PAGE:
MD Unveils: How I Made My First Million


The Telegraph

Transcript: Life for the young Tarun Mullick, now managing director of Clubb International, wasn’t cricket. Fate had dealt him an unfair deal. His father died when he was six and he had to start fending for him-self pretty early. “I turned entrepreneur at 16 when most people don’t think beyond studies,” he says.

But life for Mullick was a game of different sort – table tennis. Says he: “My first love was table tennis and I was deep into the game as a student. Every morning, I would get up at five, take a bus to the club and practice for several hours without any breakfast; my family couldn’t afford anything more than two square meals a day. I went on to become the junior national champion.”

The difficulties he overcame and the discipline that he imbibed while becoming a national champ held him in good stead later. In fact, at a certain point, his table-tennis experience and contacts made a direct contribution to his sucess. But, to start with, it wasn’t easy going.

“A few job offer came my way but they didn’t interest me.” reminisces Mullick. “I was keen on doing something on my own and started weighing my options. I consulted the elders in the family and decided to buy a PVC welding machine to stitch files and folders. Somehow, I managed to produce the machine on a part payment of Rs. 2000. This machine got me started though I didn’t strike gold immediately. In fact, it took me a number of years to establish myself. My only capital was hard work.

“Every day, I would walk all the way to my supplier’s office at BBD Bag, collect the material and trudge back with the goods on my shoulder. A technician helped me operate the machine and complete the work by evening when I had to send the finished product back to the supplier. Often, I would sell the goods myself. I remember selling raincoats on the road for Rs. 5 during the monsoon.”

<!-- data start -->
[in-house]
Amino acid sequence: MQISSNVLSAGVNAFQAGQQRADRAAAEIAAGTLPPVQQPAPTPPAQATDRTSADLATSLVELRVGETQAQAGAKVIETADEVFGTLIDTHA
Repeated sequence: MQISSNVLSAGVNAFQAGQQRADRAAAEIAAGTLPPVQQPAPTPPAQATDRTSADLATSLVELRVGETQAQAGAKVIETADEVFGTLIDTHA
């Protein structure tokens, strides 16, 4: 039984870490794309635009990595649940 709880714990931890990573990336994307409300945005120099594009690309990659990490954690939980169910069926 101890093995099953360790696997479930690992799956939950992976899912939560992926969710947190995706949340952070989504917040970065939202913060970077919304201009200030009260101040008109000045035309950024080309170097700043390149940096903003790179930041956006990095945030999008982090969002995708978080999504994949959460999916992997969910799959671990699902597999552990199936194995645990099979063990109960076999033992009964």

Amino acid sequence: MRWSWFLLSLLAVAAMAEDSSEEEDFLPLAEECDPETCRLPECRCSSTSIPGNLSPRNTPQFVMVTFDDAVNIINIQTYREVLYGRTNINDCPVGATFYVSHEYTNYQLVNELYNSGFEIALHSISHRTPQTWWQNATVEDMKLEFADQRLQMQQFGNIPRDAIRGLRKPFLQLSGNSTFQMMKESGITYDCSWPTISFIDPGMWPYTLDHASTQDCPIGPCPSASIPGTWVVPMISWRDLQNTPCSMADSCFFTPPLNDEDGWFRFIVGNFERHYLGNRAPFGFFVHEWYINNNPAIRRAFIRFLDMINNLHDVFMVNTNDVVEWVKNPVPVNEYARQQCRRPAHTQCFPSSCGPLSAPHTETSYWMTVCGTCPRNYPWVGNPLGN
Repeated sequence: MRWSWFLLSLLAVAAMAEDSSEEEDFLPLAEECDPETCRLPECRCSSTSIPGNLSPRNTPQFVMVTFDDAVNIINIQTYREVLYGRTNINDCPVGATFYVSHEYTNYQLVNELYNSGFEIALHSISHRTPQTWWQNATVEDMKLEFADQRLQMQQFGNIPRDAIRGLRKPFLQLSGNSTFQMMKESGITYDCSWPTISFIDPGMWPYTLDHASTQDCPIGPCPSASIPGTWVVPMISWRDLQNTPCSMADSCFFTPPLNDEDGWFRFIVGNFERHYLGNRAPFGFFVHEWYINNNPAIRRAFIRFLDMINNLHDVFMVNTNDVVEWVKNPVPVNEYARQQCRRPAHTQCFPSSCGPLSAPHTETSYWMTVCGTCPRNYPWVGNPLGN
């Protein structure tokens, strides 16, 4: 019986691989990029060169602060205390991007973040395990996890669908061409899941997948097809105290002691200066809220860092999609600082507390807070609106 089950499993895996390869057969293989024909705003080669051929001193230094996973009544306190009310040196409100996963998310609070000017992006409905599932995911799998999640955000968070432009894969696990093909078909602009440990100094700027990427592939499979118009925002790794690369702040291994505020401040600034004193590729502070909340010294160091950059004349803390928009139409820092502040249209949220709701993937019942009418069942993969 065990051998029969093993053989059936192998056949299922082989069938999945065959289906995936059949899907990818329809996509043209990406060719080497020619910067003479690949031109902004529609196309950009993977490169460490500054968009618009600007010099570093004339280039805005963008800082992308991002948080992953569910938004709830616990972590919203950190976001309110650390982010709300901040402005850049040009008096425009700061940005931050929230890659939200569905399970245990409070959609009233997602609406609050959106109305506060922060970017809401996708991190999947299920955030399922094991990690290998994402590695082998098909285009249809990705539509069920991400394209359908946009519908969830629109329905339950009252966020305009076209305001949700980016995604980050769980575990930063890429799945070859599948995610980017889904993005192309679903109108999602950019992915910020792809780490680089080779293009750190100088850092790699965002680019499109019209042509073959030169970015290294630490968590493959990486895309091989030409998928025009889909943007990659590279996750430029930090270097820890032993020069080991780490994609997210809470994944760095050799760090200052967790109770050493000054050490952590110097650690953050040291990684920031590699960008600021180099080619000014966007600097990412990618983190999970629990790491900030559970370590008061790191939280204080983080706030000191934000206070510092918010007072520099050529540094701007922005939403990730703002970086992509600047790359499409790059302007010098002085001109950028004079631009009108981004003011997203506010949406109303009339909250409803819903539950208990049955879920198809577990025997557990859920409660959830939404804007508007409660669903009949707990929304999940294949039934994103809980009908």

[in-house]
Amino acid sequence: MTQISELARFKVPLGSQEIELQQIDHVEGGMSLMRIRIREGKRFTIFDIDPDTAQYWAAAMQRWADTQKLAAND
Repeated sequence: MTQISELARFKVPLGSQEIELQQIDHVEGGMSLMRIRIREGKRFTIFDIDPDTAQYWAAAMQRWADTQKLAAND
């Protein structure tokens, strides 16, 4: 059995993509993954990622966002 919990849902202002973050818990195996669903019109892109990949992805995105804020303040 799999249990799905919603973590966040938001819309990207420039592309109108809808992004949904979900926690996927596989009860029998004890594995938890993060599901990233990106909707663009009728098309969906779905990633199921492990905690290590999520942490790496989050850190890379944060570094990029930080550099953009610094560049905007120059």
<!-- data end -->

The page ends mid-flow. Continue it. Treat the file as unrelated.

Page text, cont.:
It rained,sure. But it never poured. “All was going fine except that my turnover remained static at Rs. 500 per month.” says Mullick. “I had no clue how to procure more lucrative orders. At this point, I decideds to use my table tennis contacts. former player Gopinath Ghosh, who knew me, got me a remuneraive contract with Bata.

“Bata was then planning to launch its Power brand of sports kits and looking for suppliers. Ghosh introduced me to a senior executive, Deepak Deshpande, who said they were looking at a simple 20×10 inches nylon bag to begin with. Could I do the job? I promptly said yes but knew it would be a Herculean task for nylon cloth was not available in Calcutta or anywhere in eastern India.

Ghosh asked me to try my luck in Mumbai and I set off immediately. With just Rs. 3,000 in my pocket, I landed in Mumbai fearing it would be a wild goose chase. I went around looking for nylon cloth and found it at a place near Nariman Point.

“I came back triumphantly with a grey and white piece and produced a sample bag. Deshpande was extremely happy with it and I walked away with an order worth Rs. 60,000. I didn’t look back after that.

“I worked with Bata for quite some time after which their management changed. I was now confident of working independently  and decided to launch my own brand Clubb in 1991. By then, I had a technical base, managerial support and a factory set-up. All that we needed was a marketing team and that was soon added. I started off my manufacturing unit for soft luggage, which is my forte, and then diversified into jute products. First, we penetrated Bengal, Maharashtra and Haryana.

“The market situation, however, became a little tricky with the entry of the foreign player. I am now focusing more on  rural market, which is huge but remains un-tapped. Very soon we shall have our first exclusive Clubb showroom at a centre which is coming up at Salt lake. I would like to set up two or three more in Calcutta and at least one in Mumbai and in Europe. You need a lot of money for that but I have never been in a hurry. I am willing  to go slow to realise my dreams.”

At his favorite game, Tarun Mullick was a defensive player: It shows.

Based on a conversation with Prithvijit Mitra of The Telegraph in Kolkata.